On a section of road where you would least expect a crossover to impress – a fast, flowing mountain road with high-speed corners with inconsistent cambers, dips and crests the Evoque delivers far more than our expectations were prepared for. It remains calm, quick and a far more competent SUV than you expect it to be. It’s no hot hatch, but it drives far more like a conventional car than any of its rivals from the VW Group, Porsche’s Macan aside. On the road the new Evoque makes Audi’s smaller Q models feel like ham-fisted blunt instruments.
Off-road its lost none of its Land Rover DNA, but you do wonder if a less complex, and perhaps lighter four-wheel drive system could be employed considering the urban environment Land Rover knows the Evoque will inhabit.
An area Land Rover needs to work on is the Evoque’s engines. The Ingenium units just aren’t competitive enough, with both the petrol and diesel engines falling short when it comes to torque delivery, much of it down to the nine-speed ZF automatic gearboxes struggles to grasp which of its many ratios best suit the conditions. More calibration work could iron out some of these issues, but the engines, no matter the fuel they burn, need to deliver a broader spread of power and torque across a wider rev range to better enhance the hard work that has gone in to create an Evoque that drives as well as this new car does.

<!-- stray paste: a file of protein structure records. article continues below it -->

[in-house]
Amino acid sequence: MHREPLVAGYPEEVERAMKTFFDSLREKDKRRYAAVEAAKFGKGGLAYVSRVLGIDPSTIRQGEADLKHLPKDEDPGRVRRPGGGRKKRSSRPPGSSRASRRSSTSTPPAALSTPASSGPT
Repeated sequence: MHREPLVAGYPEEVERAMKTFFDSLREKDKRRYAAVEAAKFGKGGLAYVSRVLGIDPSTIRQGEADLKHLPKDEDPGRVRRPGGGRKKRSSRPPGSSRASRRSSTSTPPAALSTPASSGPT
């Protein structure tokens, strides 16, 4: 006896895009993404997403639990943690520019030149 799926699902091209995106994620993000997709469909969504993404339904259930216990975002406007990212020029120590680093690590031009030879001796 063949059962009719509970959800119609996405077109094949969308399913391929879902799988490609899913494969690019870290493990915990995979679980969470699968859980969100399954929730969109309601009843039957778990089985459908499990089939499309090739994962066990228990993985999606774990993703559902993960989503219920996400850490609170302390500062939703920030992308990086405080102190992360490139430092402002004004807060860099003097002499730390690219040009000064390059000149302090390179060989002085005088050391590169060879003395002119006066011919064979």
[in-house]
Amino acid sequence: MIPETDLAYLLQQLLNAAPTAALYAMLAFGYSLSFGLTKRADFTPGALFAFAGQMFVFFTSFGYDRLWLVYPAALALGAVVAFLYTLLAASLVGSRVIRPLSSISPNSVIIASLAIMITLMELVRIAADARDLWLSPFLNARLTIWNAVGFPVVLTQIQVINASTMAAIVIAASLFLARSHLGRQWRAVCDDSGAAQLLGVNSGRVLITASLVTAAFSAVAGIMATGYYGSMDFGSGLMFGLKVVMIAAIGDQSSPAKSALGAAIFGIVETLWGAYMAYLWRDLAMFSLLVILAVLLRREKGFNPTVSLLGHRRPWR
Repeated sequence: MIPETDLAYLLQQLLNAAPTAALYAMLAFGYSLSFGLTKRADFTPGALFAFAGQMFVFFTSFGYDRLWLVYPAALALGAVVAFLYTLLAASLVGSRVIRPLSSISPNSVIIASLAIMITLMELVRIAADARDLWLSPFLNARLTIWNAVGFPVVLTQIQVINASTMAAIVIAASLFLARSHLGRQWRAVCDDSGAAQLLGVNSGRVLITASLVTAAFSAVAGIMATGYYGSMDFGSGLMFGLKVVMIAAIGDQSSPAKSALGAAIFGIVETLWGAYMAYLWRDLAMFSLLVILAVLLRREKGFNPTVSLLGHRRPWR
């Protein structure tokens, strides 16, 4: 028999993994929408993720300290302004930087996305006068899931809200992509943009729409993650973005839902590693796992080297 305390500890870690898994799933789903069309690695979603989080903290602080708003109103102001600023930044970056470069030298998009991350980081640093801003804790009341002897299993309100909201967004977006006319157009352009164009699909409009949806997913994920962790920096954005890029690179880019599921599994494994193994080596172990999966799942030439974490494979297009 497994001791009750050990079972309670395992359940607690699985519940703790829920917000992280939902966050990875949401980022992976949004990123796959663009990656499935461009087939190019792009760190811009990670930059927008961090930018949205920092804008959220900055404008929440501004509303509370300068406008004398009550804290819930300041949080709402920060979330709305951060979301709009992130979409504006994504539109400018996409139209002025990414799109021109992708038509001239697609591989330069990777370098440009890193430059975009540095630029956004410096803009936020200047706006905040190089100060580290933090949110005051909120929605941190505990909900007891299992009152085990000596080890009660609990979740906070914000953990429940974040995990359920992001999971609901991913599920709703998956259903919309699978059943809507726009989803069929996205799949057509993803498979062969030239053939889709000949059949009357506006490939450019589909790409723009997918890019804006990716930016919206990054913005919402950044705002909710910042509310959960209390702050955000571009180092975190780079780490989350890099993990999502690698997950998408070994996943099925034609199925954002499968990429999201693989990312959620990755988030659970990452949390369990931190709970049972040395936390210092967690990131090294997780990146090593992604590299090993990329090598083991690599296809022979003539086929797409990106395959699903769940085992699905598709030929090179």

Price and rivals
Where to start in a sector that expands by the day? Audi’s Q3 models just can’t compete here, their stodgy dynamics resulting in cars that can become tiresome to spend time behind the wheel of.
BMW’s X1 offers a better range of engines and drives more like a car than even the impressive Evoque, but its design and size aren’t to everyone’s tastes or requirements.
With a new GLA expected before the end of the year, Mercedes’ current offering is beginning to feel a little old compared to some of the company here, but it remains competitive to drive and its engines are well suited to the remit presented to them.
The new Evoque’s biggest challenge, however, will come from Volvo’s new, stylish and impressive XC40. It’s a crossover that taps into the urban-lifestyle mantra like few others, having learnt from the previous Evoque’s dominance in such a market. However, new Evoque should run it very close for class honours, which is high praise indeed.
This article originally appeared at evo.co.uk